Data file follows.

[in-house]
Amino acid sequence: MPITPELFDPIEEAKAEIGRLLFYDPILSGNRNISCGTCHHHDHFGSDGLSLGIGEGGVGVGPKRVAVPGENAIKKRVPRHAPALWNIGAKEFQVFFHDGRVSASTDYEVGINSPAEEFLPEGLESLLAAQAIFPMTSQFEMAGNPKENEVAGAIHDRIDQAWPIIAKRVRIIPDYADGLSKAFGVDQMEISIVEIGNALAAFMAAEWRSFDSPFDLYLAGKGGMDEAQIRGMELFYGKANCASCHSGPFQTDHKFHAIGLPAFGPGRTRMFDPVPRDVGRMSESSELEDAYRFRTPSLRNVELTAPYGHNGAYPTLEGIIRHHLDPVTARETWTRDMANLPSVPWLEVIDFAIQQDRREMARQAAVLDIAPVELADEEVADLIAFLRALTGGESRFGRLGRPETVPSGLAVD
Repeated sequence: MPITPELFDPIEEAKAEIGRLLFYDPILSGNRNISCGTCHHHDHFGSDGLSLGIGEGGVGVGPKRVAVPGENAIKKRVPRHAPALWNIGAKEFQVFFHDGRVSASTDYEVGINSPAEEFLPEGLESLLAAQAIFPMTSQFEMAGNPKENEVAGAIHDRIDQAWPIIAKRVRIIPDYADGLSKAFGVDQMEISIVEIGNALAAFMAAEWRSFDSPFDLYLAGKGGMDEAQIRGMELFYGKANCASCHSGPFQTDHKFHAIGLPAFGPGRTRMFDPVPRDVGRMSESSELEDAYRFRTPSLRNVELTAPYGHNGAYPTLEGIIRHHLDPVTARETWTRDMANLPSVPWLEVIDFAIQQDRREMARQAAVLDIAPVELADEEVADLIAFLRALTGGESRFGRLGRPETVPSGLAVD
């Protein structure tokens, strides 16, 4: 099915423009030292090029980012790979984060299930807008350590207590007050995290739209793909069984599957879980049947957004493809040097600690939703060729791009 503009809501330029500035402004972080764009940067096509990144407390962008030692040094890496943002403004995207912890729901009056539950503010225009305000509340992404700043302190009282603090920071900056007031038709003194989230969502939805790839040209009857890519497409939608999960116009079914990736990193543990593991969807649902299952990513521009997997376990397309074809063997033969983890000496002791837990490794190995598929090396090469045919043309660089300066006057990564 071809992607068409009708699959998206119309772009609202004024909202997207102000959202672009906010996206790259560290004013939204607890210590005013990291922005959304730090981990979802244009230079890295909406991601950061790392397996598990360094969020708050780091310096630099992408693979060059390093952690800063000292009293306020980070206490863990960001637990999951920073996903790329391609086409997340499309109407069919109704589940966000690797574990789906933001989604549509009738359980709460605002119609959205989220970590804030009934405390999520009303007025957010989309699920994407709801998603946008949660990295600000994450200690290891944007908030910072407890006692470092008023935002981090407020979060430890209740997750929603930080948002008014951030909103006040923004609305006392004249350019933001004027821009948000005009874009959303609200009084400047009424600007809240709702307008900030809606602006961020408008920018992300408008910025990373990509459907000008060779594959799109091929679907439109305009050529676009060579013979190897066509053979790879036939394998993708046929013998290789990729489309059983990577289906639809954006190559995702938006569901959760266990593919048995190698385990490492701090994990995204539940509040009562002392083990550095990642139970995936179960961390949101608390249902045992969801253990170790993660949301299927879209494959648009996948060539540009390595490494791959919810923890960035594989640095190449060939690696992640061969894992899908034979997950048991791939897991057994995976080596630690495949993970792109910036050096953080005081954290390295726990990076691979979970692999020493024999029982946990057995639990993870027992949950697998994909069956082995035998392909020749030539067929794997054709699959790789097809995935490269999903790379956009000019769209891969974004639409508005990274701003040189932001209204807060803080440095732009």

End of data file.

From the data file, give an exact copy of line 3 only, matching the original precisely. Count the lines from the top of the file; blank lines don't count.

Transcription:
Repeated sequence: MPITPELFDPIEEAKAEIGRLLFYDPILSGNRNISCGTCHHHDHFGSDGLSLGIGEGGVGVGPKRVAVPGENAIKKRVPRHAPALWNIGAKEFQVFFHDGRVSASTDYEVGINSPAEEFLPEGLESLLAAQAIFPMTSQFEMAGNPKENEVAGAIHDRIDQAWPIIAKRVRIIPDYADGLSKAFGVDQMEISIVEIGNALAAFMAAEWRSFDSPFDLYLAGKGGMDEAQIRGMELFYGKANCASCHSGPFQTDHKFHAIGLPAFGPGRTRMFDPVPRDVGRMSESSELEDAYRFRTPSLRNVELTAPYGHNGAYPTLEGIIRHHLDPVTARETWTRDMANLPSVPWLEVIDFAIQQDRREMARQAAVLDIAPVELADEEVADLIAFLRALTGGESRFGRLGRPETVPSGLAVD